Last night Episode 2 of The War That Changed Us went to air on ABC TV.
It is the middle of 1916, the Great War has been raging for nearly two years. After the failed Gallipoli campaign, Nurse Kit McNaughton is evacuated from the Dardanelles with the defeated troops and sent to work in a hospital in Northern France. At Fromelles, General Pompey Elliott prepares to send his men into battle for the first time on the Western Front. At home peace activist Vida Goldstein is attacked from all sides as she leads the anti-war movement, and anti-war campaigner Tom Barker is jailed for publishing a seditious cartoon jeopardizing recruitment of soldiers. Meanwhile, on the other side of the political divide, conservative crusader Eva Hughes does her best to rally support for the war in defence of King and Empire.
The Australian finally got around to reviewing the series and with great praise from Graeme Blundell, so we can’t complain! He gave it Pick of the Day with ‘simply a stunning achievement’ and ‘daringly transcends the traditional structure of historical documentaries’.
We had been working on a WW1 anniversary series for the international market for sometime when the ABC put out a tender. So we shifted our focus to the Australian experience and commenced work on a new treatment. The initial proposal for the series, and story-telling approach was developed by our research team.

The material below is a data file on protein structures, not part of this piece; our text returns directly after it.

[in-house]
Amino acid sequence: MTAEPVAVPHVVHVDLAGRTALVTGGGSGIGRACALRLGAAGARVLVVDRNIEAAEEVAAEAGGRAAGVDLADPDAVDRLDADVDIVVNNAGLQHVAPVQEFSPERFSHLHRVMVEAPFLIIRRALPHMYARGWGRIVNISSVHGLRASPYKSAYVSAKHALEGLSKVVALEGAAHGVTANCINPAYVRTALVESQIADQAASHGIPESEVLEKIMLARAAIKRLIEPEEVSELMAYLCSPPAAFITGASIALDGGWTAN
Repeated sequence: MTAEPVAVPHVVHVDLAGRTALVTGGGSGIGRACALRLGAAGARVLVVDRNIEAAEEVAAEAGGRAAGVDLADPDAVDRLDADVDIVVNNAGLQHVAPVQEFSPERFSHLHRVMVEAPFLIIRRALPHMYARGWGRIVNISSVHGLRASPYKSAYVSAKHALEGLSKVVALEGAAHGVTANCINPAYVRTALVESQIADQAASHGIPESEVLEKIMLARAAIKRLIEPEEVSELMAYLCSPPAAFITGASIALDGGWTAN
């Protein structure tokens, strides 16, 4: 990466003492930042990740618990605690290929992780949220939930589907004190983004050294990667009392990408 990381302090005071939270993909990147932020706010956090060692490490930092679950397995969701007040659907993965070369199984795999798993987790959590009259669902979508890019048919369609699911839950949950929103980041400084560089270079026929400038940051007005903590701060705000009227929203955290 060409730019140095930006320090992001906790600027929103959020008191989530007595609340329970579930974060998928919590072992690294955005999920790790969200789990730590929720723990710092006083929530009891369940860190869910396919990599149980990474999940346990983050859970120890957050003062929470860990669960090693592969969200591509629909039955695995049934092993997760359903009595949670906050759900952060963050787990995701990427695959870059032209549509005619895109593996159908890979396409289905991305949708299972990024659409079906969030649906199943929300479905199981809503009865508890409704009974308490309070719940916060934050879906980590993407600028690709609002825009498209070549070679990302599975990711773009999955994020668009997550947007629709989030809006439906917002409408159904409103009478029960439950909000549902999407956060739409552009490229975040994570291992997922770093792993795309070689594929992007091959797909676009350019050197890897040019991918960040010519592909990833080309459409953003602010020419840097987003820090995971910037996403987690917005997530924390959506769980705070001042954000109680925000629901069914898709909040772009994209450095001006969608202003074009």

It started with Executive Producer Claire Jager who brought to the table historian Clare Wright, who brought on board the character of nurse Kit McNaughton, featured in the book fellow historian Janet Butler was working on at the time. But we needed more than one character to tell the story of the Australian experience. Our team which included Greg Colgan, Daniella Ortega, Diana Pepper, Clare Wright and the series director Don Featherstone, researched and built an ensemble cast of characters to represent the diverse landscape of pro and anti-war views. The directorial team of Don, and drama director James Bogle, then worked with an amazing production crew to shoot the sequences, including at many locations throughout Perth for most of the drama.
We’ll tell you about those locations in another post soon. You’ll be surprised at what doubled for the Gallipoli landing.